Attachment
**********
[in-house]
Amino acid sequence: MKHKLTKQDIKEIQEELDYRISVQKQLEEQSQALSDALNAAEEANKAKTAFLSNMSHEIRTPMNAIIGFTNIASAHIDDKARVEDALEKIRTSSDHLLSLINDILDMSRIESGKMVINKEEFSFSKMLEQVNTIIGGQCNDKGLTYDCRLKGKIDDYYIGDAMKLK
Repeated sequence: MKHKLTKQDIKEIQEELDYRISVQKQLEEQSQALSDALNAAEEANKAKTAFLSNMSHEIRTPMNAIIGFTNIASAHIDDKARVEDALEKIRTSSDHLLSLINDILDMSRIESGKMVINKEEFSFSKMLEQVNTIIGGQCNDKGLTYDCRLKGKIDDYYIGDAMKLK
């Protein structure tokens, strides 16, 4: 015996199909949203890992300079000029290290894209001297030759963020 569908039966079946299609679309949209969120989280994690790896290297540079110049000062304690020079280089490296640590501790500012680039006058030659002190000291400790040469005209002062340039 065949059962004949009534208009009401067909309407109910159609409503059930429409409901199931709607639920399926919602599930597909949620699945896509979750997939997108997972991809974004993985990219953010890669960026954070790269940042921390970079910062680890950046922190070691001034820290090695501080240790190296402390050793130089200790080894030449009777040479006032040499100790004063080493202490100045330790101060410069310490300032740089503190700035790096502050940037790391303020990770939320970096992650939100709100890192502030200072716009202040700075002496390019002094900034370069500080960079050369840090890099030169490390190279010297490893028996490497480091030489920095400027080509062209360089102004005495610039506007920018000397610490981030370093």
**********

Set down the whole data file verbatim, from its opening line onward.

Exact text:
[in-house]
Amino acid sequence: MKHKLTKQDIKEIQEELDYRISVQKQLEEQSQALSDALNAAEEANKAKTAFLSNMSHEIRTPMNAIIGFTNIASAHIDDKARVEDALEKIRTSSDHLLSLINDILDMSRIESGKMVINKEEFSFSKMLEQVNTIIGGQCNDKGLTYDCRLKGKIDDYYIGDAMKLK
Repeated sequence: MKHKLTKQDIKEIQEELDYRISVQKQLEEQSQALSDALNAAEEANKAKTAFLSNMSHEIRTPMNAIIGFTNIASAHIDDKARVEDALEKIRTSSDHLLSLINDILDMSRIESGKMVINKEEFSFSKMLEQVNTIIGGQCNDKGLTYDCRLKGKIDDYYIGDAMKLK
């Protein structure tokens, strides 16, 4: 015996199909949203890992300079000029290290894209001297030759963020 569908039966079946299609679309949209969120989280994690790896290297540079110049000062304690020079280089490296640590501790500012680039006058030659002190000291400790040469005209002062340039 065949059962004949009534208009009401067909309407109910159609409503059930429409409901199931709607639920399926919602599930597909949620699945896509979750997939997108997972991809974004993985990219953010890669960026954070790269940042921390970079910062680890950046922190070691001034820290090695501080240790190296402390050793130089200790080894030449009777040479006032040499100790004063080493202490100045330790101060410069310490300032740089503190700035790096502050940037790391303020990770939320970096992650939100709100890192502030200072716009202040700075002496390019002094900034370069500080960079050369840090890099030169490390190279010297490893028996490497480091030489920095400027080509062209360089102004005495610039506007920018000397610490981030370093």